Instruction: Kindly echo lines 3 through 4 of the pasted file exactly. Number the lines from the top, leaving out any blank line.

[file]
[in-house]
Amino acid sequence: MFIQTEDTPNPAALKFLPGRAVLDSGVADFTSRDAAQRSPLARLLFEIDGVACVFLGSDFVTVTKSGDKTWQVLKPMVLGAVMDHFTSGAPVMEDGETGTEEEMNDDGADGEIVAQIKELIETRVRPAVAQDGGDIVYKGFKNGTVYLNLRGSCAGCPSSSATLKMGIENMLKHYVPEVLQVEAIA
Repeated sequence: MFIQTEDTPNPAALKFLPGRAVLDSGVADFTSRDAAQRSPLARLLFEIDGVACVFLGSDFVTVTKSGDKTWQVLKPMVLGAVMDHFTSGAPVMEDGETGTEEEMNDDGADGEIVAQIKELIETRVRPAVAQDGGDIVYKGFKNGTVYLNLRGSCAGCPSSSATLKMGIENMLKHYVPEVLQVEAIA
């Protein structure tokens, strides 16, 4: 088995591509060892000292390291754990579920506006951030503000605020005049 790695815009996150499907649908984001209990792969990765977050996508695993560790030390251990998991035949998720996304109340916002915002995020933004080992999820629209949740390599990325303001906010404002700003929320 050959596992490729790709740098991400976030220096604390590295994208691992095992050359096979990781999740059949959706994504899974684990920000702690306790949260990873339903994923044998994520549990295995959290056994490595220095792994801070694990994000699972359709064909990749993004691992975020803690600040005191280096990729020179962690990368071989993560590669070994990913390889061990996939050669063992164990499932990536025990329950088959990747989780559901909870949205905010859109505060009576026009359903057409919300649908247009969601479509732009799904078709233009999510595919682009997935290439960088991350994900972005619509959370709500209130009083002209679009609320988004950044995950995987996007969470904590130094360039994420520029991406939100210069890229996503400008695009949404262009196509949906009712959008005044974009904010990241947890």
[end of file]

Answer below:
Repeated sequence: MFIQTEDTPNPAALKFLPGRAVLDSGVADFTSRDAAQRSPLARLLFEIDGVACVFLGSDFVTVTKSGDKTWQVLKPMVLGAVMDHFTSGAPVMEDGETGTEEEMNDDGADGEIVAQIKELIETRVRPAVAQDGGDIVYKGFKNGTVYLNLRGSCAGCPSSSATLKMGIENMLKHYVPEVLQVEAIA
């Protein structure tokens, strides 16, 4: 088995591509060892000292390291754990579920506006951030503000605020005049 790695815009996150499907649908984001209990792969990765977050996508695993560790030390251990998991035949998720996304109340916002915002995020933004080992999820629209949740390599990325303001906010404002700003929320 050959596992490729790709740098991400976030220096604390590295994208691992095992050359096979990781999740059949959706994504899974684990920000702690306790949260990873339903994923044998994520549990295995959290056994490595220095792994801070694990994000699972359709064909990749993004691992975020803690600040005191280096990729020179962690990368071989993560590669070994990913390889061990996939050669063992164990499932990536025990329950088959990747989780559901909870949205905010859109505060009576026009359903057409919300649908247009969601479509732009799904078709233009999510595919682009997935290439960088991350994900972005619509959370709500209130009083002209679009609320988004950044995950995987996007969470904590130094360039994420520029991406939100210069890229996503400008695009949404262009196509949906009712959008005044974009904010990241947890």